Carolyn Albert v. David Spencer
1998 U.S. Dist. Lexis 12700 (S.D.N.Y., August 17, 1998)
This trademark infringement action arises out of the use by two separate parties of the same title, "Aisle Say," in connection with their publication of theatre reviews. Plaintiff, the senior user, commenced use of the title in approximately 1979. She currently publishes theatre reviews under this title in the "Singles Almanac", a print publication distributed to approximately 40,000 people in the New York metropolitan area. Plaintiff's reviews do not, however, appear on the Internet, and she has no plans of making them available in that medium. Defendant has, for the past three years, published theatre reviews on his website, which also operates under the "Aisle Say" title. The court determined that defendant had independently and in good faith adopted the "Aisle Say" title.
Plaintiff brought suit, charging defendant, inter alia, with trademark infringement and unfair competition. The court dismissed plaintiff's action, and ruled that defendant, the junior user, could continue to use the "Aisle Say" name in connection with his web publications.
The court's decision rested on its determination that consumers were neither likely to be confused by defendant's use of the "Aisle Say" title nor misled by it into believing that plaintiff authored or was affiliated with defendant's reviews. The court recognized that the titles were identical, that plaintiff and defendant both used the title in conjunction with the same product and that consumers of that product might not pay sufficient attention to discern their different sources. Nonetheless, the court found that consumers were not likely to be confused. In making this decision, the court relied principally on the fact that the parties' theatre reviews appeared in different mediums, and that defendant had placed a disclaimer on his site, announcing his lack of affiliation with the plaintiff. Said the court:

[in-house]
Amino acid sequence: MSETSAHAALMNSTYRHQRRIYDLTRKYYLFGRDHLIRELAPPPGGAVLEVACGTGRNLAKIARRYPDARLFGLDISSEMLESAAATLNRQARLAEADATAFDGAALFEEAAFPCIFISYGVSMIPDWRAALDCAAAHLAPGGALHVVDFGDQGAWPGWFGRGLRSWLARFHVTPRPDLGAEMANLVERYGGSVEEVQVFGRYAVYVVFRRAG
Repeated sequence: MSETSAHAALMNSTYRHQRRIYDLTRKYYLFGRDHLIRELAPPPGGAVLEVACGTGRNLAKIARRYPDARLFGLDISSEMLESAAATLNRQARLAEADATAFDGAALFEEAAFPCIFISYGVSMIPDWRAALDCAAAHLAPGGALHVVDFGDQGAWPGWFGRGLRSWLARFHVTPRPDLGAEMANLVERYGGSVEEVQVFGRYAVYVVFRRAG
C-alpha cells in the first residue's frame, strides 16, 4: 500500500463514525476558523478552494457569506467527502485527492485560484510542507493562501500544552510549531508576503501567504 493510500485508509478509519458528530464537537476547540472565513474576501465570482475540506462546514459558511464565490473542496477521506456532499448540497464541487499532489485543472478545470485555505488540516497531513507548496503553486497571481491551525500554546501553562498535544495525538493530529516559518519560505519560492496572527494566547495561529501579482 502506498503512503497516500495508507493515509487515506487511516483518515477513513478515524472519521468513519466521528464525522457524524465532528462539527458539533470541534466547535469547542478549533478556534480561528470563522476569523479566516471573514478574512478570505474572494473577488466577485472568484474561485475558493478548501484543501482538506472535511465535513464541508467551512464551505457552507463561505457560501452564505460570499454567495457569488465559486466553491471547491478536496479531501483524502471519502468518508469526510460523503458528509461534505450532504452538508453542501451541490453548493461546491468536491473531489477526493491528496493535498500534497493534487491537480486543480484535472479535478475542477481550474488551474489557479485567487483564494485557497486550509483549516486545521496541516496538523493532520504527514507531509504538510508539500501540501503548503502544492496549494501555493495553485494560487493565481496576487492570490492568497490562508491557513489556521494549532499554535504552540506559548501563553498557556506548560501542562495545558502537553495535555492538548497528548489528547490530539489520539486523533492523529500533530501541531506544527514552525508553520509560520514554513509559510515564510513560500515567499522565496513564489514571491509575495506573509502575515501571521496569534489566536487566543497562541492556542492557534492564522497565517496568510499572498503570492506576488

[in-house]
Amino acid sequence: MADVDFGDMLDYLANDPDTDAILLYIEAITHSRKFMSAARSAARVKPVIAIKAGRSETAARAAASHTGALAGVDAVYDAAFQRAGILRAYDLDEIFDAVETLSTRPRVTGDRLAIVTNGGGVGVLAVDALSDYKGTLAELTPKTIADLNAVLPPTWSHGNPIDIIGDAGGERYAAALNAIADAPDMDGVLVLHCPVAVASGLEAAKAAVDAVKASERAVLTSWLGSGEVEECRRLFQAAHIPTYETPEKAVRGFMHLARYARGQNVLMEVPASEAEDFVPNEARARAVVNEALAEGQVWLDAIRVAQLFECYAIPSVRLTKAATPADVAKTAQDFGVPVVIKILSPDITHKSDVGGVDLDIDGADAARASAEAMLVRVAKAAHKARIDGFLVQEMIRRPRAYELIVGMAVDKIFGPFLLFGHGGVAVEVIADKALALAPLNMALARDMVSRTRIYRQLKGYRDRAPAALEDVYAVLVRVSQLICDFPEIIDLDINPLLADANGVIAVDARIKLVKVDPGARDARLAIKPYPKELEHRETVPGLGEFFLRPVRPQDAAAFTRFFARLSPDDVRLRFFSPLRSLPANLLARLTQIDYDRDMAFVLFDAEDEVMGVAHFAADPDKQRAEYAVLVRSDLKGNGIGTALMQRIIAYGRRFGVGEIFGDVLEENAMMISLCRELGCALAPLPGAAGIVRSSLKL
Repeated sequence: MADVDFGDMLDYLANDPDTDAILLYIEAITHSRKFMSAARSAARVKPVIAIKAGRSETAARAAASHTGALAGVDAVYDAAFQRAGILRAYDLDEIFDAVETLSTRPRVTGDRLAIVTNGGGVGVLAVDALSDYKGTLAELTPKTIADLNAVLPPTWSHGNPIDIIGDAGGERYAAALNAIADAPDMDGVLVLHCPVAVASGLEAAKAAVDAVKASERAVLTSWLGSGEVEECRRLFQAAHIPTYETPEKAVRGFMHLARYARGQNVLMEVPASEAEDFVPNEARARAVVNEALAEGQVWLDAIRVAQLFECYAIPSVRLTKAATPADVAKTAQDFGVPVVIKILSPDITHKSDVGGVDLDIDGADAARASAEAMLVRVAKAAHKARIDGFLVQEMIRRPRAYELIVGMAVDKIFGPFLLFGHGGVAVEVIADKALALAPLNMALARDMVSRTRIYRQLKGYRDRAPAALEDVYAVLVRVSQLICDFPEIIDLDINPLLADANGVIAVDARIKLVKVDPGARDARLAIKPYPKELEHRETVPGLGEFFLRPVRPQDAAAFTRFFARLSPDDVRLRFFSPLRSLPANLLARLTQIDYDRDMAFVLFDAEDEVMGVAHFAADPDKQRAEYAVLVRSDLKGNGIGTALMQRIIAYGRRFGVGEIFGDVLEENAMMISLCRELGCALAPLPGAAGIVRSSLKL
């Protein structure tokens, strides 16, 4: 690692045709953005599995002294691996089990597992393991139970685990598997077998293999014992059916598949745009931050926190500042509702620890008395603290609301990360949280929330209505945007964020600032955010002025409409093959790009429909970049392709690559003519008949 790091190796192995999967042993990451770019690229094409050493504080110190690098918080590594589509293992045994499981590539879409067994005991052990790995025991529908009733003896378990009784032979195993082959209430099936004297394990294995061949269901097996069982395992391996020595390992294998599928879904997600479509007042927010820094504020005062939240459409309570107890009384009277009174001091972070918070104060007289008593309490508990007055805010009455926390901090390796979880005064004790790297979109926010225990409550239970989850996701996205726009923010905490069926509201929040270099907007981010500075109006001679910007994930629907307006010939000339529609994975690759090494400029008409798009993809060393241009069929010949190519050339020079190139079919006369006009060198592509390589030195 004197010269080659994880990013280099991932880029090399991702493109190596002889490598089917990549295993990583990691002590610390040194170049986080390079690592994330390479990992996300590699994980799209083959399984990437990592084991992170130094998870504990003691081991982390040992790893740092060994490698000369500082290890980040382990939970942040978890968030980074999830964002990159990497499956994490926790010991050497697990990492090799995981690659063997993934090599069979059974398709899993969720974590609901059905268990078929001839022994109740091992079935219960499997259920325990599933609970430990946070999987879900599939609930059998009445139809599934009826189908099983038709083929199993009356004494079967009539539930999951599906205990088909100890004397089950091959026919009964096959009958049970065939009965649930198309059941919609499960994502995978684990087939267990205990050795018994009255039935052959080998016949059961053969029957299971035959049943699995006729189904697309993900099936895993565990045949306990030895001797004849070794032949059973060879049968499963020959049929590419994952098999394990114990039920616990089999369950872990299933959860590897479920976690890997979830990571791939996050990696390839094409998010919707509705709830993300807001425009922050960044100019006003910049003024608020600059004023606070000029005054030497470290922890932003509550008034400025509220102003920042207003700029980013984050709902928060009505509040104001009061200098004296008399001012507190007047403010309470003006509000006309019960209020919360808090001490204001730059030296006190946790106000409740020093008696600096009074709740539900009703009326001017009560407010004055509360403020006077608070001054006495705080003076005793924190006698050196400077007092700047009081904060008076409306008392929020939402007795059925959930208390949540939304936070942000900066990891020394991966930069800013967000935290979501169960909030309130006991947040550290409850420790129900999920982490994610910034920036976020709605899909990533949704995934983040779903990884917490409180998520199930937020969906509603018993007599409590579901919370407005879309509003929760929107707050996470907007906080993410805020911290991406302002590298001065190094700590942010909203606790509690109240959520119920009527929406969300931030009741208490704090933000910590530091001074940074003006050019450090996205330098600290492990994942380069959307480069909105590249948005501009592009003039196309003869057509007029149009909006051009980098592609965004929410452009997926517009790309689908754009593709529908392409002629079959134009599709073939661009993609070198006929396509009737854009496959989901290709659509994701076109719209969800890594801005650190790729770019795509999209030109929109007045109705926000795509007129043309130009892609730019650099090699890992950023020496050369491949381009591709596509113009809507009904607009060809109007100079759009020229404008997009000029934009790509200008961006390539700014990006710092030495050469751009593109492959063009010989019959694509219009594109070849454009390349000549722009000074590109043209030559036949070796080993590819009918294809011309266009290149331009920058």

If one considers the product simply as theatre reviews, plaintiff and defendant's products are in direct competition. However, it is more appropriate to ask whether plaintiff's reviews compete with defendant's reviews for readers. The answer to that question is no, because plaintiff's reviews appear in print in a specific magazine while defendant publishes his reviews only at his web site. Thus, this factor favors defendant.
The outcome of this case appeared to be based in large part on the court's balancing of the harm that would be caused by an adverse determination to two innocent parties. Said the court:
Given the fact that there is no real competition between plaintiff's and defendant's reviews and that defendant has added a disclaimer to his web site, it is unlikely that plaintiff will suffer any real economic disadvantage or damage to her reputation if defendant is permitted to continue to use AISLE SAY to identify his web site. To enjoin defendant from using the name AISLE SAY would cause him far greater harm.